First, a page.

Island business and home owners can breathe a little easier today knowing that a bipartisan group of Congressional lawmakers in Washington, D.C., have reached an agreement to delay significant rate increases in the nation's flood insurance program for four years.
The legislation was expected to be filed in the U.S. Senate on Oct. 29 led by a group of lawmakers representing mostly states on the Gulf Coast, including Florida Senator Bill Nelson.
"One way to characterize this is it is one step in a long journey," said Sanibel Planning Commissioner and island insurance businessman Chris Heidrick. "The word deal is not the best way to describe this because it implies that we are done. There is a long way between introducing a bill to it becoming law. It has to go to committee and procedures can get in the way."
The agreement would delay the rat hikes for four years and require FEMA to complete an affordability study before increasing flood insurance premiums in the future.
"This is great news for many Floridians who've been told their flood insurance rates were going way up," Nelson said in a prepared statement. "If people can't afford the coverage, what good is it going to do?"
Congress passed the Biggert-Waters Flood Insurance ReformAct on July 6, 2012, in an effort to make the nation's flood insurance program more financially sound. The program had been hemoraging money since Hurricane Katrina hit New Orleans in 2005.
Biggert-Waters also eliminated certain subsidies that were being given on many homeowners' policies. Those subsidies expired on Oct. 1 leading to residents receiving letters showing their rates increasing from thousands of dollars to tens of thousands of dollars.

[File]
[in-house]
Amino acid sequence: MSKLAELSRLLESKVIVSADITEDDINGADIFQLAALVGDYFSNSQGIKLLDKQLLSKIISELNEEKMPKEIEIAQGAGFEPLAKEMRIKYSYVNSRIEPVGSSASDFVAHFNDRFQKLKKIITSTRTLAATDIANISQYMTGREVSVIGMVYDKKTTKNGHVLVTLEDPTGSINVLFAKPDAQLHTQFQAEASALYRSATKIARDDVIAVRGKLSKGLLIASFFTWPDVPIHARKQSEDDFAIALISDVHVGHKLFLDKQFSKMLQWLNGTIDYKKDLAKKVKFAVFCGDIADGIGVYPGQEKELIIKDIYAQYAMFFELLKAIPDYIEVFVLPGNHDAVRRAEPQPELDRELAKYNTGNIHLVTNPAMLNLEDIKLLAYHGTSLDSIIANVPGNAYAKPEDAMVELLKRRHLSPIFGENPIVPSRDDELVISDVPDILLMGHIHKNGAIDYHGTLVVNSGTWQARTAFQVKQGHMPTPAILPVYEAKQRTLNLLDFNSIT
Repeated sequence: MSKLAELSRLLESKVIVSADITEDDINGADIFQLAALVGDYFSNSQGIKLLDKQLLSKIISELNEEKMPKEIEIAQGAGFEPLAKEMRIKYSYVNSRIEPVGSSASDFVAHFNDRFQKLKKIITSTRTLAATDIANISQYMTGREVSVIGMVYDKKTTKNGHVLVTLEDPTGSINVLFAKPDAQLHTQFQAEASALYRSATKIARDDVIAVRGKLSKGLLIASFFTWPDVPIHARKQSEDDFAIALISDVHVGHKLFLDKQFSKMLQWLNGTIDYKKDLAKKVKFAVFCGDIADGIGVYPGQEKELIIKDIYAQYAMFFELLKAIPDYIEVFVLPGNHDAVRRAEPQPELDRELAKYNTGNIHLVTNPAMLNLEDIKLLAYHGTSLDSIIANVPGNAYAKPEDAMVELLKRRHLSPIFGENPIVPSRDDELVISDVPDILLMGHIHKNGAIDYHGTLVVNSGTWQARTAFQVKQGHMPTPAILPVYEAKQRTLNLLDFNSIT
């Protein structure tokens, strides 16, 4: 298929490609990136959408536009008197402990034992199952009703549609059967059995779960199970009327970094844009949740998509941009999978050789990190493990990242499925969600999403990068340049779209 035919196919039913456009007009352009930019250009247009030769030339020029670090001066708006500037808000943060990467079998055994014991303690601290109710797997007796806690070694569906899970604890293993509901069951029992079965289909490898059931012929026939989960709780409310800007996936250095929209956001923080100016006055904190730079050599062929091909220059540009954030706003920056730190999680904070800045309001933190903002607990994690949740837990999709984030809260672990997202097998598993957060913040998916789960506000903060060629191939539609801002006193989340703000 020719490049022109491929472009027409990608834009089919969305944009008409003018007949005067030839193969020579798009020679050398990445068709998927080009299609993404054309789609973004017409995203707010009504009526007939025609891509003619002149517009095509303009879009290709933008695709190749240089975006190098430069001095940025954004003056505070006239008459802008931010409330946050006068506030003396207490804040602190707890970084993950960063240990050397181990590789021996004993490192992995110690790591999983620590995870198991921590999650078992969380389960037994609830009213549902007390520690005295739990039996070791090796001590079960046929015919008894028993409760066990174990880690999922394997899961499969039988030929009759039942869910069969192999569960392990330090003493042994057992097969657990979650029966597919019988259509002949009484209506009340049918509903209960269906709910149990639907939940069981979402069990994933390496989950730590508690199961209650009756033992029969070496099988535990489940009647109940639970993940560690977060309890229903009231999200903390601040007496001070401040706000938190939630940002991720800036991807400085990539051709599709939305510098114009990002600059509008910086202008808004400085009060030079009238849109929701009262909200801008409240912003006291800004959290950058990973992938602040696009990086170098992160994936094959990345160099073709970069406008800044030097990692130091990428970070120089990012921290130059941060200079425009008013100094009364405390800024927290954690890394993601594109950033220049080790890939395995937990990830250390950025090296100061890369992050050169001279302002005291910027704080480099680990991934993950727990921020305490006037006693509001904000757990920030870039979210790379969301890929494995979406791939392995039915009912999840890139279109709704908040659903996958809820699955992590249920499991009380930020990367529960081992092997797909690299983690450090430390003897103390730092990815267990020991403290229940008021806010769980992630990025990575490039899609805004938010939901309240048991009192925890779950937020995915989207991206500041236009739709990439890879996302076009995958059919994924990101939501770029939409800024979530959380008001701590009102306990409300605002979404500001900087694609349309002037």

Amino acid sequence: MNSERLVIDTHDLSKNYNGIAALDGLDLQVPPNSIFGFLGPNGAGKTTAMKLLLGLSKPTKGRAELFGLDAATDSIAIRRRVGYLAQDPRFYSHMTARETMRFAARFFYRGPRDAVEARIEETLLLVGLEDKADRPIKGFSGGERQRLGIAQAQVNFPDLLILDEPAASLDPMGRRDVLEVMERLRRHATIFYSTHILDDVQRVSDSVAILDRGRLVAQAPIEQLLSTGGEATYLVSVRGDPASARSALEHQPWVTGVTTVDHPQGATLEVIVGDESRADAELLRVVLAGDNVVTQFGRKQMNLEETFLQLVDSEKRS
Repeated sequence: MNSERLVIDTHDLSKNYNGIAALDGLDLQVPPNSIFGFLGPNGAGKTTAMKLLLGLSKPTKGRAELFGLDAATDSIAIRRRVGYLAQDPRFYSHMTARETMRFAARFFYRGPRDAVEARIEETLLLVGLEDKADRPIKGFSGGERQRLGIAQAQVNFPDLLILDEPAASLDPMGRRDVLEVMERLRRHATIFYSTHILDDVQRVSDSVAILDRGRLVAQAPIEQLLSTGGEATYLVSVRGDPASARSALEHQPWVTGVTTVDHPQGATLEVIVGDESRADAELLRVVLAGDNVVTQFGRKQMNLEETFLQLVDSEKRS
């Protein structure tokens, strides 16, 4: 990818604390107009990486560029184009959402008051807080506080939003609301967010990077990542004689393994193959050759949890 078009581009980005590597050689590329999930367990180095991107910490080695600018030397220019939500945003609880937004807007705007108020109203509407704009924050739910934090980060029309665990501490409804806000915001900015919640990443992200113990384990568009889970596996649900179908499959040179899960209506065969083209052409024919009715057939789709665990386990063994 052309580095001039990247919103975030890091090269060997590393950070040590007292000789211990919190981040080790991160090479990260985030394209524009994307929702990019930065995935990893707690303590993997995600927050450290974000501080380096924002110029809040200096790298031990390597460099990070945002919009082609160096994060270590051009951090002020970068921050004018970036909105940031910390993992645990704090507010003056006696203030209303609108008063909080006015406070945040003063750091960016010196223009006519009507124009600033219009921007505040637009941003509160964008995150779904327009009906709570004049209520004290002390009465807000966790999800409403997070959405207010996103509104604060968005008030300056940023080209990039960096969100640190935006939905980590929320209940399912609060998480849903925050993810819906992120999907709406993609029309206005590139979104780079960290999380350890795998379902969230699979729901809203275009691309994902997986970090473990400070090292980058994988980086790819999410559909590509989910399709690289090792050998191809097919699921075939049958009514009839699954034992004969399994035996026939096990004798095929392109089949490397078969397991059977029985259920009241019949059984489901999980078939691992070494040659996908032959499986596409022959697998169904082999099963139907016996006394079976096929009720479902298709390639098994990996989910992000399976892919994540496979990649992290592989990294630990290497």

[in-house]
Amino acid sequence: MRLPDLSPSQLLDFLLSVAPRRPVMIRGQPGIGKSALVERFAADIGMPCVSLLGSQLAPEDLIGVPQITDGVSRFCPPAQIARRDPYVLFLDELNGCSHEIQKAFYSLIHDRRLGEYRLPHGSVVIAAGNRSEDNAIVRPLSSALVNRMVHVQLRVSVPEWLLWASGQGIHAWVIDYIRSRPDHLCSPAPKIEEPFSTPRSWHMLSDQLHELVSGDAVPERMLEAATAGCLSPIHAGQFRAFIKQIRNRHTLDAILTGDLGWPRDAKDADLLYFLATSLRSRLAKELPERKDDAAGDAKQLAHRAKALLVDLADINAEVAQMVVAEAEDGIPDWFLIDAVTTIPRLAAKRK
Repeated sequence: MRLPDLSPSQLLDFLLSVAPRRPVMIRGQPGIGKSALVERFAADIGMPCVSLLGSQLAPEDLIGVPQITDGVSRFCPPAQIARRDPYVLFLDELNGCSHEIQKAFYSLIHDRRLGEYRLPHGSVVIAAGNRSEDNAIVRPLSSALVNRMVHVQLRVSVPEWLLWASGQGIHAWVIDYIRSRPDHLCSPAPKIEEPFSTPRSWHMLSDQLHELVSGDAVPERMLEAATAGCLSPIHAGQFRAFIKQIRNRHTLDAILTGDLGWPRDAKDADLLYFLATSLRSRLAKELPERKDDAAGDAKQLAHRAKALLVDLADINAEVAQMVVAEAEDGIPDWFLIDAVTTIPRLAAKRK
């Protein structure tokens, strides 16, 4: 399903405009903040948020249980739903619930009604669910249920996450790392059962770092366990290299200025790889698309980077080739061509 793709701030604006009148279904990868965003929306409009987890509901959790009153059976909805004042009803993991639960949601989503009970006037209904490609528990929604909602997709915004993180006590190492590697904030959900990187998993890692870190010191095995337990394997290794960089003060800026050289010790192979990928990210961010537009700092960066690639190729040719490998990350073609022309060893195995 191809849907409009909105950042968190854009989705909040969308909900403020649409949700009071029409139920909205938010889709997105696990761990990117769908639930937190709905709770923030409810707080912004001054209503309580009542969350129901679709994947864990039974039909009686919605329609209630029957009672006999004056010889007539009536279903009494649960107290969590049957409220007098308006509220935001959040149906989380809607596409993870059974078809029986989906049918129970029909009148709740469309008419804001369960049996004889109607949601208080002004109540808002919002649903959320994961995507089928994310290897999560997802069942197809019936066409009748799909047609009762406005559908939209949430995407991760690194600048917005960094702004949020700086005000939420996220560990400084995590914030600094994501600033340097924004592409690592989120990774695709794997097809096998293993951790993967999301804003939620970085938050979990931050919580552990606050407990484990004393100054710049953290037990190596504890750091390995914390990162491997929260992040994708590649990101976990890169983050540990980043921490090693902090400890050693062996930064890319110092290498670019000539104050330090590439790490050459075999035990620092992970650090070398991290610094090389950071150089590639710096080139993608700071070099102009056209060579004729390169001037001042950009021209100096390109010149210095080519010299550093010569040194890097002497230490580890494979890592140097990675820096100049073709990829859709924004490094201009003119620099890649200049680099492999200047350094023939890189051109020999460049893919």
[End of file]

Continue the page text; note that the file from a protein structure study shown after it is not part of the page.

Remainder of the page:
"I read the language of the bill draft this morning," said Heidrick. "It would provide some relief for people who purchased property since July 6, 2012, and could issue refunds to some, not all. There would be no relief for a non-primary home or business owner who purchased their policy before July 6, 2012."
Heidrick cautioned that this is not a done deal. There are less than 20 days left in the current Congressional session, so there is a risk that the bill to delay would not pass before January when Congress also will be focusing on the budget and debt ceiling once again.
"I received dozens of calls and emails yesterday," Heidrick said. "My advise to anyone guiding consumers is to be cautious. Proceed according to the law as it stands today - Biggert-Waters in effect - instead of going by what Congress may or may nit do down the road."
Attempts by Nelson and others to address the issue were temporarily slowed during the recent 16-day government shutdown. Because lawmakers on both sides of the political aisle and both legislative chambers have agreed, it's anticipated their legislation could pass quickly. The lawmakers already have asked legislative leaders to find a way to bring the bill up for a vote.